$4.6 Million for Earthquake Research

Current quake research includes just 100 years of seismic history.

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    NEWSLETTERS

    UCR Strategic Communications
    James Dieterich, a distinguished professor of geophysics at UC Riverside

    It's happening in an area that's at the center of the San Andreas Fault; a massive research grant will pay for earthquake-related research at UC Riverside in Southern California.

    The San Andreas basically spans the entire state and is among the most fears faults in the world.

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    Geophysicists received a $4.6 million grant from the National Science Foundation.  The purpose is to learn more about the regions where tectonic plates meet, and perform quake simulations that could reveal areas that are more prone to quake damage.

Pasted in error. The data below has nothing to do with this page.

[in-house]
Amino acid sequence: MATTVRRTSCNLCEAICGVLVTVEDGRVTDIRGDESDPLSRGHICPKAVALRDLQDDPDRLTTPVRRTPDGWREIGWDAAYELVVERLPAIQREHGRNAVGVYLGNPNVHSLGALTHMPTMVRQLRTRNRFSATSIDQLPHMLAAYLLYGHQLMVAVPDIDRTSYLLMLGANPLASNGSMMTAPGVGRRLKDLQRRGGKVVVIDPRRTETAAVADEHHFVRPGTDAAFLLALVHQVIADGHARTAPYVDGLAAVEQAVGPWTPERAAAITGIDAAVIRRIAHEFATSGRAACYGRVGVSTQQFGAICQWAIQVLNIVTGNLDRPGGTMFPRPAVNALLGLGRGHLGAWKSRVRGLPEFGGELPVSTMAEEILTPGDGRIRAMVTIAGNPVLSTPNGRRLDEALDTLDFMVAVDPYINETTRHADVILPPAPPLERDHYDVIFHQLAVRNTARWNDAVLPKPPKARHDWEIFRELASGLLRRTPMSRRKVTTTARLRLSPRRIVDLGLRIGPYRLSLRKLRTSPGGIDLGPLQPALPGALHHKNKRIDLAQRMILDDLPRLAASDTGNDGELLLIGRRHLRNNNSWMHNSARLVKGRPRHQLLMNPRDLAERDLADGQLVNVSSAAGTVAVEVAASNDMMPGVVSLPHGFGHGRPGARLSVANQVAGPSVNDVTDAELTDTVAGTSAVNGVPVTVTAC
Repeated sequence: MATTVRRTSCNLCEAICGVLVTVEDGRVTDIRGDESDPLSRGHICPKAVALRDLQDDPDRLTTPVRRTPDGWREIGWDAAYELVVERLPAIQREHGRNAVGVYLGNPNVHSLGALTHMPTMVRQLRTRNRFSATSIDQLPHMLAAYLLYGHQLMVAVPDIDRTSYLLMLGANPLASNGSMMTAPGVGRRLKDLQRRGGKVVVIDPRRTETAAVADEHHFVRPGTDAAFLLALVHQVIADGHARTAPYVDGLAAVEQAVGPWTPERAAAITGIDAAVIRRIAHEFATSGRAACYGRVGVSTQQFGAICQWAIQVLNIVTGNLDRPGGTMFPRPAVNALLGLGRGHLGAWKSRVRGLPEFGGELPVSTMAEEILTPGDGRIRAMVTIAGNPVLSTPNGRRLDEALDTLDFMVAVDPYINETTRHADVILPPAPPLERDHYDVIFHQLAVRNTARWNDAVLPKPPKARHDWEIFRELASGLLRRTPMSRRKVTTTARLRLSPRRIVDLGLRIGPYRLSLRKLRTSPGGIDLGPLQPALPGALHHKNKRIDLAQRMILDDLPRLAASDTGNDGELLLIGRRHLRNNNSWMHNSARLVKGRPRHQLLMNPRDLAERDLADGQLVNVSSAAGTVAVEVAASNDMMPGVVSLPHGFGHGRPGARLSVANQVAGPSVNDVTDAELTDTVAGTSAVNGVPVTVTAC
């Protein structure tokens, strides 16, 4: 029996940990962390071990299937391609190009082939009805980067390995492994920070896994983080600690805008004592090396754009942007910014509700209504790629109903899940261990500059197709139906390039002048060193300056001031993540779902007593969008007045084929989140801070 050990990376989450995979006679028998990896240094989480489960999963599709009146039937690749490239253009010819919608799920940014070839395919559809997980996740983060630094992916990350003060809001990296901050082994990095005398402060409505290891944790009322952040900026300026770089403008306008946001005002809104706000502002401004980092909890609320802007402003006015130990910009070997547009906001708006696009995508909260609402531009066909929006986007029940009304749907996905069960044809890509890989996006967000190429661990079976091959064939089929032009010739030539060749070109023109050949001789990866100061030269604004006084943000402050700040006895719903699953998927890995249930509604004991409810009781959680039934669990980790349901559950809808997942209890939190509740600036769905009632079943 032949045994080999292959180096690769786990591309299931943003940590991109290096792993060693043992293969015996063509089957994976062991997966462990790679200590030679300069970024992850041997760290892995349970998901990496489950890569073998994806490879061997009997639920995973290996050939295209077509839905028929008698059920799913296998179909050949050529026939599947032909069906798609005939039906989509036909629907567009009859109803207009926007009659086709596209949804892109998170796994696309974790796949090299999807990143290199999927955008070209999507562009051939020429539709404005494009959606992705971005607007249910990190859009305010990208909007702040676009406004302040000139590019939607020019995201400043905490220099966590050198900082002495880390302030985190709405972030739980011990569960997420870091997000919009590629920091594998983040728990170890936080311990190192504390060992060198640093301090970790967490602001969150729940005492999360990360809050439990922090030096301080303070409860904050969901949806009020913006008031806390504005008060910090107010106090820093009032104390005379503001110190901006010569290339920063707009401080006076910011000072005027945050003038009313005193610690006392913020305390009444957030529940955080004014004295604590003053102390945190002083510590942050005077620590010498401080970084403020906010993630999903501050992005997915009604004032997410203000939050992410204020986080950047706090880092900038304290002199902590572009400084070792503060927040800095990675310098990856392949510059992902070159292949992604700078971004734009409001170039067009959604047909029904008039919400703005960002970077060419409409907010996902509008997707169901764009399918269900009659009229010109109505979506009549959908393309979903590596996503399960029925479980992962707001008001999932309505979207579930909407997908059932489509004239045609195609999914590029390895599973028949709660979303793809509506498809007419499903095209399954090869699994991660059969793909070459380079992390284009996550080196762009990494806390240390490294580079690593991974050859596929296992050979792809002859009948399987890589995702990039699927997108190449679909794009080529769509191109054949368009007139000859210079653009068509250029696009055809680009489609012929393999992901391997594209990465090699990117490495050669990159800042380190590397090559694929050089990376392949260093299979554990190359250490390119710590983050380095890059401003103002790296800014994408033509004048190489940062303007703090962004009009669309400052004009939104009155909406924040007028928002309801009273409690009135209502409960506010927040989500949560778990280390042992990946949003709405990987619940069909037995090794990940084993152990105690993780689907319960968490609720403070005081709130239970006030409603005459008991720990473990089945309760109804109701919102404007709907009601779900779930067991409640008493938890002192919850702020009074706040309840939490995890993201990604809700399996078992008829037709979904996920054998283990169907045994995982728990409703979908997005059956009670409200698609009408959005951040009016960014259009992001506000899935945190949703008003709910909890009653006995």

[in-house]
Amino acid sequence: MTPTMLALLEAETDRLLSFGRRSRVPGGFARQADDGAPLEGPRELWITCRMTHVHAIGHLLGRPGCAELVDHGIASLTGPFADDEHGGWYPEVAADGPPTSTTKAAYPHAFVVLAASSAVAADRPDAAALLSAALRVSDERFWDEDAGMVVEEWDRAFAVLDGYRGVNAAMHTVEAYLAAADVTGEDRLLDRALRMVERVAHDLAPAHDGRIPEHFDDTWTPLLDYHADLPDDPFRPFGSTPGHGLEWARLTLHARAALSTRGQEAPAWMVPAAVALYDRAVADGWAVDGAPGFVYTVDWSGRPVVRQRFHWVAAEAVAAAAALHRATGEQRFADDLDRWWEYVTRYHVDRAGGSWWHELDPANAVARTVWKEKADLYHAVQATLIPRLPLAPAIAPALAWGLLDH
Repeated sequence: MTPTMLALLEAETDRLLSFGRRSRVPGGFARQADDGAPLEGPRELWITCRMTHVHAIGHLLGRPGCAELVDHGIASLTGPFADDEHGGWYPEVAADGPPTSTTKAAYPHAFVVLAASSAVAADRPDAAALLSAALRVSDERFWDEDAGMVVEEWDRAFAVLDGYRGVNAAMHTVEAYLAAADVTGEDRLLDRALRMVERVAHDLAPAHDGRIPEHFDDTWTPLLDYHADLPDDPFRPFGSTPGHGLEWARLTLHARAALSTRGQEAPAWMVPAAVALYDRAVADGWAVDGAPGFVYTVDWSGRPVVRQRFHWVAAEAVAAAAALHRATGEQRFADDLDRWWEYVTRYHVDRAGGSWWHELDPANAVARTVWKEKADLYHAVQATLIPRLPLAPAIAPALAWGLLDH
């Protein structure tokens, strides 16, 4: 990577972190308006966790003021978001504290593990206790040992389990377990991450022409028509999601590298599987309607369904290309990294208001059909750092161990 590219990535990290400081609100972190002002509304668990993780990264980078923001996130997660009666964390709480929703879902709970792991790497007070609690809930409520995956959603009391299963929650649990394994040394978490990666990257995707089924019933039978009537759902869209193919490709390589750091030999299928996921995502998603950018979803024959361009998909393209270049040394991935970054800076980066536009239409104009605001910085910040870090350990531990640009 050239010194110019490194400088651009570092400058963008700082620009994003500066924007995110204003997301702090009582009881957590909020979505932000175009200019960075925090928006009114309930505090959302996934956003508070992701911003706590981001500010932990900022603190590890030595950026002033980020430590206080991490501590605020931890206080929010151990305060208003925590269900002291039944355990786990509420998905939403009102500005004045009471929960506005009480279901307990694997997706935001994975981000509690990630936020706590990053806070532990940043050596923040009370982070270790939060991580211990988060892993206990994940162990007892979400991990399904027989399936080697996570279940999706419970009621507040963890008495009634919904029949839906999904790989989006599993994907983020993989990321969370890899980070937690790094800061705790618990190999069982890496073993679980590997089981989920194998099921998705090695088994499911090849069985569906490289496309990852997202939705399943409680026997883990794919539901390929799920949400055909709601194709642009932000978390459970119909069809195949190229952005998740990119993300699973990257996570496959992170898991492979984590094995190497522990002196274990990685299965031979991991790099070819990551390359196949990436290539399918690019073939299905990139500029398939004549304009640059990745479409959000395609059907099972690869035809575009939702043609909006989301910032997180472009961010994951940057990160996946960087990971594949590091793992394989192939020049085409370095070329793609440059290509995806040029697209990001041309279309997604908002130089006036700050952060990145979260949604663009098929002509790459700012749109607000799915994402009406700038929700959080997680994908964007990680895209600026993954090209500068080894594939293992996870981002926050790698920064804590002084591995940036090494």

Modern earthquake research spans 100 years. Using computer models researchers hope to understand Southern California quake activity dating back as far as 10,000 years.  James Dieterich says the history book would be unprecedented.  

    "10,000 years of plate motion consists of up to a million discrete earthquake events, giving us abundant data to analyze,” said Dieterich.

    While scientists aren't ready to predict earthquakes just yet, the research could help better define earthquake insurance policies, and potentially play a role in forecasting the possibility of future earthquakes. 

    Worldwide so-called "great" earthquakes happen every 300 to 500 years. An example is the Japanese earthquake, which occurred earlier this year.

    The grant expands UC Riverside's scope of influence within the UC system. UCR was originally known as a citrus research school. The university has evolved to become a home for biology and computer students. In 2013 UCR plans to open its School of Medicine.